similar analogy would seem to apply for an Earth
    Science data product or service.  Show the end
    product and trace back to show all the partners
    who contributed to the design.  It could be a
    good way to introduce new people to what it is
    that the Federation does.   

34
Earth Science Enterprise, 2005
  • NASA-Centric -gt National Applications
  • Expand the economical and societal benefits of ES
    information and technology
  • REASoN Research, Education and Applications
    Solutions Network
  • A distributed network of data and information
    providers for ES, applications and education
    projects
  • 42 awards to government (21), university (16),
    commercial (3), and non-profit organizations (2)
  • These projects unite previously disparate NASA
    Earth Science activities and programs
  • Federation of Earth Science Information Partners
    ESIPFed
  • Improve science-based end-to-end processes, rhe
    quality and value of ES products and services
  • Composed of 50 agencies, universities,
    companies, non-profit orgs, REASoN projects
  • Brings together scientists and organizations that
    have not worked together for the common good
  • ESE Budget Summary Preserving a robust Earth
    Science program
  • Completing EOS first series mission development
    budget ramps down accordingly
  • EOSDIS becoming more efficient with EOSDIS
    Maintenance Development contract
  • Research program growing commensurate with
    availability new data from new missions
  • Applications program level funded beyond FY05
  • Continuing commitments to Climate Change Science
    Program, international cooperative programs

35
Case for Loose Coupling A Network Science
rationale
  • The distribution of web connections are is
    scale-free with power-law distribution of
    connections (Barabasi, 2000)
  • The number of the number of links k originating
    from a given node exhibits a power law
    distribution. P(k) k-g
  • The scale-free pattern of the Web is maintained
    by the continuous, (mostly) autonomous addition
    of new nodes and links among the nodes.
  • Any fixed linking structure (i. e. strong
    coupling) among the nodes
  • fail to incorporate the new arrivals
  • retain broken or obsolete links
  • and in general will not be an agile, adoptive
    system
  • in other words, it can not satisfy the original
    goals of SEEDS

36
Value Chain
  • The mission of ESE is better science
  • Science is turning obs into actionable knowledge
    by the transforming data into knowledge by
    processing synthesis)
  • Two parts of the data life cycle Data
    Acquisition, Data usage focus on usage
  • Data access -gt transformation -gt synthesis -gt
    explanatory or actionable knowledge
  • This is a Value chain!
  • An increasing fraction of the Earth Science data
    are and are web accessible through a variety of
    web services

37
ESIP Federation Insights on Technology
  • Rob Raskin
  • NASA/Jet Propulsion Laboratory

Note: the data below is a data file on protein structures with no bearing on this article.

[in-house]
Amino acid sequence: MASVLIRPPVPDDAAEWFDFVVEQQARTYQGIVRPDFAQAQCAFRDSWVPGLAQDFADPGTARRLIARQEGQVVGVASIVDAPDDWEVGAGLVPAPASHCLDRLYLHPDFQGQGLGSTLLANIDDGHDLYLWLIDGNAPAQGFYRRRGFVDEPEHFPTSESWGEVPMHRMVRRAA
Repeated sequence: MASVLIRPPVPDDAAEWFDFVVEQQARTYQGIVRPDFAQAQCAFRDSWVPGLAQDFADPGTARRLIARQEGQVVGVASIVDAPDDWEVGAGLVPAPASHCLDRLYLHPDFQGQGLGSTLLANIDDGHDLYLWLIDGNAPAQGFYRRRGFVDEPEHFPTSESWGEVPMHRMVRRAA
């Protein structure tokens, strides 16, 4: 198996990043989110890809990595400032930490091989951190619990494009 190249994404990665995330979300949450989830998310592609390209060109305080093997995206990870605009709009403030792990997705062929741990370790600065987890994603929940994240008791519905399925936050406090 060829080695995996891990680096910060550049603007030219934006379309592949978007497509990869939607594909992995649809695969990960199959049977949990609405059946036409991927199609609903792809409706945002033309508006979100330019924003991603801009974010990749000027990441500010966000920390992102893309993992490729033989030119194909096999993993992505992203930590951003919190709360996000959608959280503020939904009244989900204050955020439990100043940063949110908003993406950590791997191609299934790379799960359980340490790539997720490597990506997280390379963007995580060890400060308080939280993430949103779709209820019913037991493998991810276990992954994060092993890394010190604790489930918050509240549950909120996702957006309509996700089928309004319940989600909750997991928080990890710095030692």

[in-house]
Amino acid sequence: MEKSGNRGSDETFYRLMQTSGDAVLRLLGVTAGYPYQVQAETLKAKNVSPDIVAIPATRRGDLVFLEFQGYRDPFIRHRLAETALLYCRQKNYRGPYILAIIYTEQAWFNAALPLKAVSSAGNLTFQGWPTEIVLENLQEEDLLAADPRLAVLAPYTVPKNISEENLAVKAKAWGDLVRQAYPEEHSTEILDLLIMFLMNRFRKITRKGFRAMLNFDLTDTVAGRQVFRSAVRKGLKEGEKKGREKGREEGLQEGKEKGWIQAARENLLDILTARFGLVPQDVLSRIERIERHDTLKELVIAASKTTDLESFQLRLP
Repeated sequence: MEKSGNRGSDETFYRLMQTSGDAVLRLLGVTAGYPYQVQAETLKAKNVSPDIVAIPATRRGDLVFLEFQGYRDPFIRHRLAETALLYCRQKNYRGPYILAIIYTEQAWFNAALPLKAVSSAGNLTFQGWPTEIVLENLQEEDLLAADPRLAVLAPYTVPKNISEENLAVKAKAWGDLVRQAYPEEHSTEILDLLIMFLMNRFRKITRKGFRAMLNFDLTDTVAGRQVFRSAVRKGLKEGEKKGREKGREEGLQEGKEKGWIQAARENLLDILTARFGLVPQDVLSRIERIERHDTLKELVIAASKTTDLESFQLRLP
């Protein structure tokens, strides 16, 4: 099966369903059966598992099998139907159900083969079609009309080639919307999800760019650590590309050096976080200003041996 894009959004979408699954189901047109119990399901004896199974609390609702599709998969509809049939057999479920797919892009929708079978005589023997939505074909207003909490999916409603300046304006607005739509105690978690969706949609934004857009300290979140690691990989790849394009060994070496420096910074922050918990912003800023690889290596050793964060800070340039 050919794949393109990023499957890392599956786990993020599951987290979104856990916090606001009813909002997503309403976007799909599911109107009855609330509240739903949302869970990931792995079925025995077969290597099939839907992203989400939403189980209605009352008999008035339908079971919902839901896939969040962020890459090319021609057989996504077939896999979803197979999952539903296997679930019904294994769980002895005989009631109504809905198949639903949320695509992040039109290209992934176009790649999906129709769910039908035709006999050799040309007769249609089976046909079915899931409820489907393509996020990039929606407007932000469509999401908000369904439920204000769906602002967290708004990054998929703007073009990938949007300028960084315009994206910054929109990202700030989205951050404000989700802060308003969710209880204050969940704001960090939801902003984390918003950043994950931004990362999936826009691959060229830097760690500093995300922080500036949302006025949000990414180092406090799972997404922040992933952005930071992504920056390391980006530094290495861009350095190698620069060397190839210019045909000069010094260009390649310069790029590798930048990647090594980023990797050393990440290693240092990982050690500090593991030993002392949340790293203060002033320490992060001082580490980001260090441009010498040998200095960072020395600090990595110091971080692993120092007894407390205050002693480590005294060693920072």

• California Institute of Technology

38
DODS
  • Server-side read/subset for most data formats
  • Client-side integration with most visualization/
    analysis tools (IDL, MATLAB, VisAD, GrADS)
  • About 300 datasets available
  • Data Access Protocol (DAP) to be separately
    developed and distributed
  • One of the few ESIPs with a specific mission to
    work with other ESIPs

39
DODS (cont.)
  • Advantages
  • Integration with science visualization software
  • Disadvantages
  • Catalog system remains weak
  • Data must be converted to intermediate format for
    transfer
  • User interacts with array row/column parameters
    rather than geographic parameters

40
WMS/WCS
  • Open standards developed by Open GIS Consortium
    (OGC)
  • Web Mapping Server (WMS) for maps
  • Web Coverage Server (WCS) for data
  • NASA plays major role in standards development
    processes for WMS/WCS
  • Eight WMS or WCS servers in place
  • Advanced by Digital Earth Cluster (now GIS
    Services Cluster)

41
WMS/WCS (cont.)
  • Advantages
  • Part of larger suite of standards, e.g. Web
    Feature Server (WFS) for vector data
  • Enables overlay of disparate datasets
  • Standards developed in conjunction with broader
    communities
  • Disadvantages
  • WCS still in development
  • Complex data types generally not supported

42
Peer-to-Peer (MODster)
  • NAPSTER-like functionality for MODIS data
  • Essentially a redirection service enabling users
    to find MODIS granules of interest
  • Appropriate model for cases where multiple sites
    have similar data product

43
WSDL/UDDI
  • WSDL and UDDI provide Web service
    interoperability
  • Standard way to access Web services
  • Explored by IBM ESIP
  • UDDIs currently for business services

44
Technologies in Last Years Winning Proposals
  • Universal Interchange Technology for Earth
    Science Data (UNITE) (UAH, JPL, ORNL)
  • Plug play based on ESML descriptors
  • ESML, WCS integration into FIND
  • Standards Framework in Support of Dynamic
    Assembly of NewDISS Components (BASIC, IBM, JPL,
    ORNL, JHU)
  • WSDL/UDDI, WMS/WCS, FIND integration
  • MODster (UCSB, DODS)
  • Peer-to-Peer